Evolutionary History of the GABA Transporter (GAT) Group Revealed by Marine Invertebrate GAT-1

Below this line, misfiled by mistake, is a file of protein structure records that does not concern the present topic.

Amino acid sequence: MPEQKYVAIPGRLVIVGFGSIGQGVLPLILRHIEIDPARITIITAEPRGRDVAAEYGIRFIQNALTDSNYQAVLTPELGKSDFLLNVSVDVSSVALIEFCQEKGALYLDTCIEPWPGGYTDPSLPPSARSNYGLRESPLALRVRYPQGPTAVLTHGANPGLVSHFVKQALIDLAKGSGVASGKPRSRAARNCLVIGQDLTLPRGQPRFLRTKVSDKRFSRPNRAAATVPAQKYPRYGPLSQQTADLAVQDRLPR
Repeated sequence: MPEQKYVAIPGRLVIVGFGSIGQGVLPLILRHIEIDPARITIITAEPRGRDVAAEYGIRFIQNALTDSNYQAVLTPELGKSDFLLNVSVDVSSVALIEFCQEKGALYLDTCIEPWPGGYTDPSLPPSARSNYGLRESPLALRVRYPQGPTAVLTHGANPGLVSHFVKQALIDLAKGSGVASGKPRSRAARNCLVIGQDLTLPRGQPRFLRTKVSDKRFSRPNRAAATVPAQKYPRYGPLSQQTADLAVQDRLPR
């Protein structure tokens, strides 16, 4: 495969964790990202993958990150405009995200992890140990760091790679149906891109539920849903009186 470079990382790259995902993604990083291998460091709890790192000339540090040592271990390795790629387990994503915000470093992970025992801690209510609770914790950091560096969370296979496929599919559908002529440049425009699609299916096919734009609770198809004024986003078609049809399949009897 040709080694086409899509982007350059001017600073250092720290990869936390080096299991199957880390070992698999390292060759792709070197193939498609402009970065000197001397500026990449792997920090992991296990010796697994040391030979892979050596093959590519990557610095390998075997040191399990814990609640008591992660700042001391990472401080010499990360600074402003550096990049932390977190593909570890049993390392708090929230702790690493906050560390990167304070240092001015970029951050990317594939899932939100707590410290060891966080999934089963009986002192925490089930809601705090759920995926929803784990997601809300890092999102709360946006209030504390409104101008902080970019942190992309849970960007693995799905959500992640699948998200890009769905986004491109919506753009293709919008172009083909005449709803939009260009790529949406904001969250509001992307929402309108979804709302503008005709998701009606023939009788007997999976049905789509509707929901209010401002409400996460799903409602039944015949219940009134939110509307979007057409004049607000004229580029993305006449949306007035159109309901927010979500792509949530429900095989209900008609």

<div><p>The GABA transporter (GAT) group is one of the major subgroups in the solute career 6 (SLC6) family of transmembrane proteins. The GAT group, which has been well studied in mammals, has 6 known members, i.e., a taurine transporter (TAUT), four GABA transporters (GAT-1, -2, -3, - 4), and a creatine transporter (CT1), which have important roles in maintaining physiological homeostasis. However, the GAT group has not been extensively investigated in invertebrates; only TAUT has been reported in marine invertebrates such as bivalves and krills, and GAT-1 has been reported in several insect species and nematodes. Thus, it is unknown how transporters in the GAT group arose during the course of animal evolution. In this study, we cloned GAT-1 cDNAs from the deep-sea mussel, <i>Bathymodiolus septemdierum</i>, and the Antarctic krill, <i>Euphausia superba</i>, whose TAUT cDNA has already been cloned. To understand the evolutionary history of the GAT group, we conducted phylogenetic and synteny analyses on the GAT group transporters of vertebrates and invertebrates. Our findings suggest that transporters of the GAT group evolved through the following processes. First, GAT-1 and CT1 arose by tandem duplication of an ancestral transporter gene before the divergence of Deuterostomia and Protostomia; next, the TAUT gene arose and GAT-3 was formed by the tandem duplication of the TAUT gene; and finally, GAT-2 and GAT-4 evolved from a GAT-3 gene by chromosomal duplication in the ancestral vertebrates. Based on synteny and phylogenetic evidence, the present naming of the GAT group members does not accurately reflect the evolutionary relationships. </p> </div>